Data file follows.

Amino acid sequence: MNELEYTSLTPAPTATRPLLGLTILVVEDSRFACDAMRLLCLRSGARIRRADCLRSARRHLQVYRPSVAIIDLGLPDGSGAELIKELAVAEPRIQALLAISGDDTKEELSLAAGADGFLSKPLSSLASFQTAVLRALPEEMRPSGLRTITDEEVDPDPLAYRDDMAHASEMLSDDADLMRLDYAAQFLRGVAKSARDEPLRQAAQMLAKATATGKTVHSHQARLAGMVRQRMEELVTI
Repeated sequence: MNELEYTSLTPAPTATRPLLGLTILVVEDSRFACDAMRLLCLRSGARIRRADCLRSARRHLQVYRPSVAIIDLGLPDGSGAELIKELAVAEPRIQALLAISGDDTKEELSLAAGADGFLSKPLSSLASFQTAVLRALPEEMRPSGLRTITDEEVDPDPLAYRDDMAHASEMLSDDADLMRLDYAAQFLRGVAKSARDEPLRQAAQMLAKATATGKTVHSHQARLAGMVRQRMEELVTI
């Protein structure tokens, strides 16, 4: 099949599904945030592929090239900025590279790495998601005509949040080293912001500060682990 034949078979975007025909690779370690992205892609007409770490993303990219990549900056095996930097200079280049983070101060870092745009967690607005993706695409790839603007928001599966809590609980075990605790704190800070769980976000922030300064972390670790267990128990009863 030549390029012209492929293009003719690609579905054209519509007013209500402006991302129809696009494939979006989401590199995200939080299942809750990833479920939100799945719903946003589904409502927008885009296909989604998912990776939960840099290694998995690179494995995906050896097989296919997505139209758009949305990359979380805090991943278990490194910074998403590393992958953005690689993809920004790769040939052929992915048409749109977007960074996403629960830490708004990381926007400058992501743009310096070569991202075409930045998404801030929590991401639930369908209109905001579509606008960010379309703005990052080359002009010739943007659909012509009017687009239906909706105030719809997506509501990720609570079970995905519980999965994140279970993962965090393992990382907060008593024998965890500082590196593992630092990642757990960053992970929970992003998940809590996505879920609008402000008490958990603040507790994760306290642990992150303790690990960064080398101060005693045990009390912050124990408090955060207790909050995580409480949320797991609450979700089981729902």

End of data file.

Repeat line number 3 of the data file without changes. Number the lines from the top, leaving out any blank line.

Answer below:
């Protein structure tokens, strides 16, 4: 099949599904945030592929090239900025590279790495998601005509949040080293912001500060682990 034949078979975007025909690779370690992205892609007409770490993303990219990549900056095996930097200079280049983070101060870092745009967690607005993706695409790839603007928001599966809590609980075990605790704190800070769980976000922030300064972390670790267990128990009863 030549390029012209492929293009003719690609579905054209519509007013209500402006991302129809696009494939979006989401590199995200939080299942809750990833479920939100799945719903946003589904409502927008885009296909989604998912990776939960840099290694998995690179494995995906050896097989296919997505139209758009949305990359979380805090991943278990490194910074998403590393992958953005690689993809920004790769040939052929992915048409749109977007960074996403629960830490708004990381926007400058992501743009310096070569991202075409930045998404801030929590991401639930369908209109905001579509606008960010379309703005990052080359002009010739943007659909012509009017687009239906909706105030719809997506509501990720609570079970995905519980999965994140279970993962965090393992990382907060008593024998965890500082590196593992630092990642757990960053992970929970992003998940809590996505879920609008402000008490958990603040507790994760306290642990992150303790690990960064080398101060005693045990009390912050124990408090955060207790909050995580409480949320797991609450979700089981729902």